My notes on a film I liked less than other festgoers.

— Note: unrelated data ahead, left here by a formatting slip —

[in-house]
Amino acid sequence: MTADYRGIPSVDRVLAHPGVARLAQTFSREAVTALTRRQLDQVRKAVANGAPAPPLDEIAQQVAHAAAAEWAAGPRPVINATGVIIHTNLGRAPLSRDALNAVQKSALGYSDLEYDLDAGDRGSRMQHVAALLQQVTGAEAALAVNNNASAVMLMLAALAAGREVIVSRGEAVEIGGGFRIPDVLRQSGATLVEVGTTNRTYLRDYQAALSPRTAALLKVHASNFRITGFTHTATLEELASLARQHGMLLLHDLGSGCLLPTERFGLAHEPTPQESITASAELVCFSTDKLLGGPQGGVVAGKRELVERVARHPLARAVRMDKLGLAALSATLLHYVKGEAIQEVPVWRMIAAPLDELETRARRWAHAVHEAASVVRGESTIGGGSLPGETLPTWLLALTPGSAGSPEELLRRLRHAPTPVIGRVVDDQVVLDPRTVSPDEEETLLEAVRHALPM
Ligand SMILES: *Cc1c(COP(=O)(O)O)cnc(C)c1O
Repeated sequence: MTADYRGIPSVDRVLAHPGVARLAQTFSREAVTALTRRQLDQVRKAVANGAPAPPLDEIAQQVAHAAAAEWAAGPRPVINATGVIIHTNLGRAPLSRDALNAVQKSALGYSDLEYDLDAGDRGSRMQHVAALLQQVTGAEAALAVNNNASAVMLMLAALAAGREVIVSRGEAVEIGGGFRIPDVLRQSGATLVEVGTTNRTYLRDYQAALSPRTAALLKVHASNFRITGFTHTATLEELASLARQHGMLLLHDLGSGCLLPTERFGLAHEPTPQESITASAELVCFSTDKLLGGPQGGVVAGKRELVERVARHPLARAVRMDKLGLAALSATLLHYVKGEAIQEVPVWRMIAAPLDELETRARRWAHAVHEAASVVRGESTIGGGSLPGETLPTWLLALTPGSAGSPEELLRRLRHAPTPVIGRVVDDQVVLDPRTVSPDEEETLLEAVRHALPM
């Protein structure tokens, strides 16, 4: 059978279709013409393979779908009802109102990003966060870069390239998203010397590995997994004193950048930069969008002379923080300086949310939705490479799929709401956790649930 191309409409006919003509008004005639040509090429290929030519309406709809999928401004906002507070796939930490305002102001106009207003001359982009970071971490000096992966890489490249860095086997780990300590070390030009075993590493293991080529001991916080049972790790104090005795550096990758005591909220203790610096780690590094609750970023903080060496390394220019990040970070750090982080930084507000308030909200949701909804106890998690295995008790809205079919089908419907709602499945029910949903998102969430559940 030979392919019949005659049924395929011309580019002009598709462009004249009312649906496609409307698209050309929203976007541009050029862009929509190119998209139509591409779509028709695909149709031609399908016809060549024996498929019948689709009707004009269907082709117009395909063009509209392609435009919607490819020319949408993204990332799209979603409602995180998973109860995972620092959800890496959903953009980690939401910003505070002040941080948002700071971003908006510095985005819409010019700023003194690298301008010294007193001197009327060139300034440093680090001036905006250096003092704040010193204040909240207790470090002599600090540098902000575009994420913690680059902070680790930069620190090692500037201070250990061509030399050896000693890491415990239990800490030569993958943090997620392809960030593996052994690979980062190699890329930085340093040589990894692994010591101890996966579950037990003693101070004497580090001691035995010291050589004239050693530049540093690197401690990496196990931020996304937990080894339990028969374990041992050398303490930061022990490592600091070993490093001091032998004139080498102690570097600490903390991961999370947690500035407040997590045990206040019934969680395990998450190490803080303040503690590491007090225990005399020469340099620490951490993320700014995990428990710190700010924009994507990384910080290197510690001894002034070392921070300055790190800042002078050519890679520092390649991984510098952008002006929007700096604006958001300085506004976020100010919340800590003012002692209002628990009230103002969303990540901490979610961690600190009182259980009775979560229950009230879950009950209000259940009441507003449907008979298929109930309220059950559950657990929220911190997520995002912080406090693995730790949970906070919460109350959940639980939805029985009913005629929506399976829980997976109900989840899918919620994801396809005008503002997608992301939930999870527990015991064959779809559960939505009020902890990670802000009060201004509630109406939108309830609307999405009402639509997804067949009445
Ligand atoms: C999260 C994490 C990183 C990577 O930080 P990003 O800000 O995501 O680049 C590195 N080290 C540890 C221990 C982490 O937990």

This is the second FrightFest film called Broken I’ve hated – the first was Adam Mason’s in 2006. I kind of liked The Broken in 2008, though. A mash-up of Who’s Life is It Anyway and Repulsion, it coops up in a drab house a pair of antagonistic characters: Evie (Morjana Alaoui), a French carer who is the survivor of child abuse, and John (Mel Radio), a former musician who’s a tetraplegic after jumping off a roof while tripping. It grates from the opening as John whines and shouts and nags over an intercom while Evie stirs from sleep, and at least does an effective job of conveying what it’s like to look after someone spiralling into despair who makes no attempt to adjust to disability and is furthermore stuck with old mates who come round to party with him and treat the nurse like home help. However, as implausibilities pile up – like Evie not reporting to her boss that the client’s best friend Douggie (Craig Conway) repeatedly threatens and assaults her – sympathy for the characters, and the film, is stretched beyond breaking point. It takes a while for Evie to snap, and we get monologues from both characters as they try to one-up each other on tragic misery backstories, but the last reel has her use the shotgun Douggie has procured for John’s (inept) suicide attempt to wipe out a whole partyload of hangers-on before offing John, whom she sees as her abusive father (they both nickname her ‘princess’) and the NHS sub-contractor (Patrick Toomey) who has let this go on all week. Written by Conway and director Shaun Robert Smith. Originally titled The Myth of Hopelessness.
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